Why is everything to date a failure?

Every successful multi-threading venture since the 1960’s has used a container for the threads. That is, first and foremost, control the threads then build the application on top of it. Operating systems control the processes. It is up to the application process to control its own threads.

You don’t build an automobile and then try to design an engine to go inside. You build an engine and then you can design any style of car to go on top.

Glassfish, JBoss, Tomcat, Cilk, Microsoft’s TPL applications, and countless other major applications all use the thread container approach.

This framework is the academic experiment created for a research paper. It is not, and never will be, a general-purpose thread container. Its primary use is for recursive decomposition and even there, without a join(), it is a failure.

The JDK1.8 engineers keep trying recursion to do stream processing but recursion has no role in streams.

Join(), or any other wait() without a context switch is a failure. Plain and simple.

What is the answer for success?

A general purpose container that manages the threads and requests.

Keep track of each request individually in a separate Object to free completed tasks for garbage collection. Scatter the stream tasks to every processor in the session. Let those tasks scatter more tasks as necessary. Gather the results in the request Object. If more processing is necessary (stream of streams) than repeat until the final result is ready.

Simple. Fast. Efficient. Scalable. No call stack overflows. Less overall memory utilization.

In 2010 the author gave the F/J framework developer a proof-of-concept scatter-gather project that did exactly that. The F/J framework developer ignored it completely. Since then the author embellished the proof-of-concept into a full-feature, open-source project on SourceForge.net. You can see for yourself.

Java™ EE

The current consensus among Java™ EE engineers is that parallelization of bulk operations will revert to sequential processing in the EE container. Since this framework encapsulates the caller/service/application code there is no way to export the multi-threading to a separate JVM. Having an embedded service that:

… is totally unacceptable in a professional, commercial execution environment.

There are other less catastrophic failures of using this framework as the parallel engine for JDK1.8, but listing them now would be like taking about a bad paint job on the Titanic.


As more and more developers use the Parallel Bulk Data features, the parallel engine driving the functionality will show its true colors as an academic experiment underpinning a research paper not a general-purpose, commercial development service. Calamity is inevitable.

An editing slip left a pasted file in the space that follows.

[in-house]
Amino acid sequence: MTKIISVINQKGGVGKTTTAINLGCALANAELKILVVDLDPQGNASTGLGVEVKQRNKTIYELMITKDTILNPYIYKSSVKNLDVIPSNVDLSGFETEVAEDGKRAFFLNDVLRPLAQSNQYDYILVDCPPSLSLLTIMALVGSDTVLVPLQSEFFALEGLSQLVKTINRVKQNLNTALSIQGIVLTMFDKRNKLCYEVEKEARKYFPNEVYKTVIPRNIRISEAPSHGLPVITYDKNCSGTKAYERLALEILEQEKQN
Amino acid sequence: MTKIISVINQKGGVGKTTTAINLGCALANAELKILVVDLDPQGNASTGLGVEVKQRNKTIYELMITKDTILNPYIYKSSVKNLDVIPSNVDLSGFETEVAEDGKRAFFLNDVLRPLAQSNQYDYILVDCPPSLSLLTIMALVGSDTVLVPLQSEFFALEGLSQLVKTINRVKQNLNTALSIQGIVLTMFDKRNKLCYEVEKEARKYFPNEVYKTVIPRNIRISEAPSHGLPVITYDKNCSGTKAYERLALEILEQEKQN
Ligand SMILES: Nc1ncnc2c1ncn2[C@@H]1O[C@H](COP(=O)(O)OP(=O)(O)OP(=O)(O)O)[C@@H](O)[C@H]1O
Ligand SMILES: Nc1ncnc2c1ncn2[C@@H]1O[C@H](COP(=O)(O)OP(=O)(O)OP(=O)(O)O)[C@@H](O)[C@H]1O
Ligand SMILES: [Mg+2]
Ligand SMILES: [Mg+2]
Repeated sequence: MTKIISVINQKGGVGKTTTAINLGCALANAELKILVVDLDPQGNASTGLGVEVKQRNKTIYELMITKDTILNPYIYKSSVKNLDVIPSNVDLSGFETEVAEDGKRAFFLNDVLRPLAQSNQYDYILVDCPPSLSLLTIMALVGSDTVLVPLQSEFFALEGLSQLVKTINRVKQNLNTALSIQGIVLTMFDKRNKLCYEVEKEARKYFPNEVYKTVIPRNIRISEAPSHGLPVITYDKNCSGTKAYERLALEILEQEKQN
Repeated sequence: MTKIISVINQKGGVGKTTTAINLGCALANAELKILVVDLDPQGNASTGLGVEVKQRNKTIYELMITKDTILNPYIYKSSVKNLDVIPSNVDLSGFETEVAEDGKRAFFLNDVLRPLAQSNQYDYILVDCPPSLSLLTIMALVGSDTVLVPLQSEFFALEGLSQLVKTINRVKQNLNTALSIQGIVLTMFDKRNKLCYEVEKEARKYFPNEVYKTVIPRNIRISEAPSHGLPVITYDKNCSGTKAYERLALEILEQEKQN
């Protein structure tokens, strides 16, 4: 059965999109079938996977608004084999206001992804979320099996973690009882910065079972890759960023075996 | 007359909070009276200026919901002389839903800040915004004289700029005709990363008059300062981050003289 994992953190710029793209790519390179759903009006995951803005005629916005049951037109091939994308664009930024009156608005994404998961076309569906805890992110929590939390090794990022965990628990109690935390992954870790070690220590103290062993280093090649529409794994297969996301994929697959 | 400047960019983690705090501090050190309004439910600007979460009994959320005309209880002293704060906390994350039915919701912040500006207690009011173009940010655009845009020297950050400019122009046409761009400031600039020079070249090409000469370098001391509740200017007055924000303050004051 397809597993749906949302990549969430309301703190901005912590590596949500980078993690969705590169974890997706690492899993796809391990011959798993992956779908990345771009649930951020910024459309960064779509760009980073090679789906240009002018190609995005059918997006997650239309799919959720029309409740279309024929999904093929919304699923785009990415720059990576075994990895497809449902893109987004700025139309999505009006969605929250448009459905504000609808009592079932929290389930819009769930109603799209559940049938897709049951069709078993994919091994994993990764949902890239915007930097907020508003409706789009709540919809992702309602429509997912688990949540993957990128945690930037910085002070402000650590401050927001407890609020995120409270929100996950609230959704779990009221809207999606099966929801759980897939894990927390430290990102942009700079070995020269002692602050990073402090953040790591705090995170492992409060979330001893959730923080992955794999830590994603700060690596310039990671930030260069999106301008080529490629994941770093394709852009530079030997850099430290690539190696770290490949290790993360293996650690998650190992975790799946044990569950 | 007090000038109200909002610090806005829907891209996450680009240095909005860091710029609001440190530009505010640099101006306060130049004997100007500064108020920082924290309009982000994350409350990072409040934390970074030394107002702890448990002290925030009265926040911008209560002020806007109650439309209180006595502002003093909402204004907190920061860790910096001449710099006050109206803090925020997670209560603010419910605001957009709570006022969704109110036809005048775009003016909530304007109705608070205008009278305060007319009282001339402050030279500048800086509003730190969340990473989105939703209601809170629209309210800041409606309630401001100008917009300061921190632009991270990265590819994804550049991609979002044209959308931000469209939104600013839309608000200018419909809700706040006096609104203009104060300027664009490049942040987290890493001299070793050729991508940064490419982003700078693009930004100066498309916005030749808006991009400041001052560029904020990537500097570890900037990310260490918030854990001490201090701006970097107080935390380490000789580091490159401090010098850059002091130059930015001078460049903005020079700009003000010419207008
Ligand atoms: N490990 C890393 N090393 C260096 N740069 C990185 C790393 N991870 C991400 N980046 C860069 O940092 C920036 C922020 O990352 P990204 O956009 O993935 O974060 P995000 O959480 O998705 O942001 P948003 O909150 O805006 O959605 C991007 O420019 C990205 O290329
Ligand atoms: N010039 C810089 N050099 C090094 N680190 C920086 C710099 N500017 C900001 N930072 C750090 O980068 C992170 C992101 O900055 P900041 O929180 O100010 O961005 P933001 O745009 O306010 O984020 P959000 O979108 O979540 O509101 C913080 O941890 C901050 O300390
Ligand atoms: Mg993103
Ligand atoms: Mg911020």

1 Since moving to the new CVS in July, 2009 there have been over 300 revisions to the F/J Classes.
    There are no accurate records publicly available dating back to the inception date in the late 1990's.

2 to borrow a paragraph from Graham Hamilton

There are certain ideas in Computer Science that I think of as the “Failed Dreams” (borrowing a term from Vernor Vinge). The Failed Dreams seem like obvious good ideas. So they get periodically reinvented, and people put a lot of time and thought into them. They typically work well on a research scale and they have the intriguing attribute of almost working on a production scale. Except you can never quite get all the kinks ironed out...


The pragmatic solution for Oracle® is to scrap the F/J framework as a parallel engine and start over. Because if they don’t, the problems will only get worse and it will cost more later to replace the framework.


Paraquential — [a portmanteau word derived by combining parallel with sequential]
The illusion of parallelization. Processing starts out in parallel mode by engaging multiple threads but quickly reverts to sequential computing by restricting further thread commitment.

Download the source code for the article here.

Download the PDF consolidation

Download the scatter-gather project from SourceForge.net, project: TymeacDSE

Download the GitHub project for the nested parallel demo here:

C# Parallel Programming in the .NET Framework

Component Processing, Java™ SE

Component Processing, Android™

Dynamic Decomposition

Part one article — A Java™ Fork-Join Calamity

Part three article — A Java™ Parallel Failure

A Java Fork/Join Framework — Doug Lea

JDK1.8 Concurrent Hash Map on Concurrency Interest List

JDK1.8 Java™ Extension Proposal 107

JDK1.8 Java™ Release

The Cilk-Plus Site — http://software.intel.com/en-us/articles/intel-cilk-plus/

The Java™ based jCilk Site — http://supertech.csail.mit.edu/jCilkImp.html

JSR166 CVS — http://gee.cs.oswego.edu/cgi-bin/viewcvs.cgi/jsr166/src/main/java/util/concurrent/

How to specify thread-pool for Java 8 parallel streams (Java crumbs)

Failed Dreams — https://community.oracle.com/blogs/kgh/2004/10/19/multithreaded-toolkits-failed-dream

About the Author

Edward Harned is a software developer with over thirty years industry experience. He first led projects as an employee in major industries and then worked as an independent consultant. Today, Ed is a senior developer at Cooperative Software Systems, Inc., where, for the last fourteen years, he has used Java™ programming to bring fork-join solutions to a wide range of tasks.

© 2011 - 2018  E.P. Harned  All rights reserved